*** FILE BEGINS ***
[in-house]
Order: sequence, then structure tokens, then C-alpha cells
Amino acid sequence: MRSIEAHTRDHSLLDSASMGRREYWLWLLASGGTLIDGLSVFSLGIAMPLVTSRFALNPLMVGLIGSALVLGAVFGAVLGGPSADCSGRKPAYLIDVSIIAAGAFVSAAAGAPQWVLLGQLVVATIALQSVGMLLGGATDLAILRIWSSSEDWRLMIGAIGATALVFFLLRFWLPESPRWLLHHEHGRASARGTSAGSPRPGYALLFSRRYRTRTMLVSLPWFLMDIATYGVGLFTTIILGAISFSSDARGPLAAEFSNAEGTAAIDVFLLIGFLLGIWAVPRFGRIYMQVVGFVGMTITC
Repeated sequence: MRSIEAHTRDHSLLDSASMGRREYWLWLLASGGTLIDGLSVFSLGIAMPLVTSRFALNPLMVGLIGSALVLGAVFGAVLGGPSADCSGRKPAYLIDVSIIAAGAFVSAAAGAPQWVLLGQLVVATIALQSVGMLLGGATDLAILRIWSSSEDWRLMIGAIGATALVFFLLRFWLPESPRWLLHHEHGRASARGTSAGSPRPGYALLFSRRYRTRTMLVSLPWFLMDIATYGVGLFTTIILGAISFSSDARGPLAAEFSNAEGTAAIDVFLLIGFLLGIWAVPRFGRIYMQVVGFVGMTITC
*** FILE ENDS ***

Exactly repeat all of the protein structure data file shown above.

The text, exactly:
[in-house]
Order: sequence, then structure tokens, then C-alpha cells
Amino acid sequence: MRSIEAHTRDHSLLDSASMGRREYWLWLLASGGTLIDGLSVFSLGIAMPLVTSRFALNPLMVGLIGSALVLGAVFGAVLGGPSADCSGRKPAYLIDVSIIAAGAFVSAAAGAPQWVLLGQLVVATIALQSVGMLLGGATDLAILRIWSSSEDWRLMIGAIGATALVFFLLRFWLPESPRWLLHHEHGRASARGTSAGSPRPGYALLFSRRYRTRTMLVSLPWFLMDIATYGVGLFTTIILGAISFSSDARGPLAAEFSNAEGTAAIDVFLLIGFLLGIWAVPRFGRIYMQVVGFVGMTITC
Repeated sequence: MRSIEAHTRDHSLLDSASMGRREYWLWLLASGGTLIDGLSVFSLGIAMPLVTSRFALNPLMVGLIGSALVLGAVFGAVLGGPSADCSGRKPAYLIDVSIIAAGAFVSAAAGAPQWVLLGQLVVATIALQSVGMLLGGATDLAILRIWSSSEDWRLMIGAIGATALVFFLLRFWLPESPRWLLHHEHGRASARGTSAGSPRPGYALLFSRRYRTRTMLVSLPWFLMDIATYGVGLFTTIILGAISFSSDARGPLAAEFSNAEGTAAIDVFLLIGFLLGIWAVPRFGRIYMQVVGFVGMTITC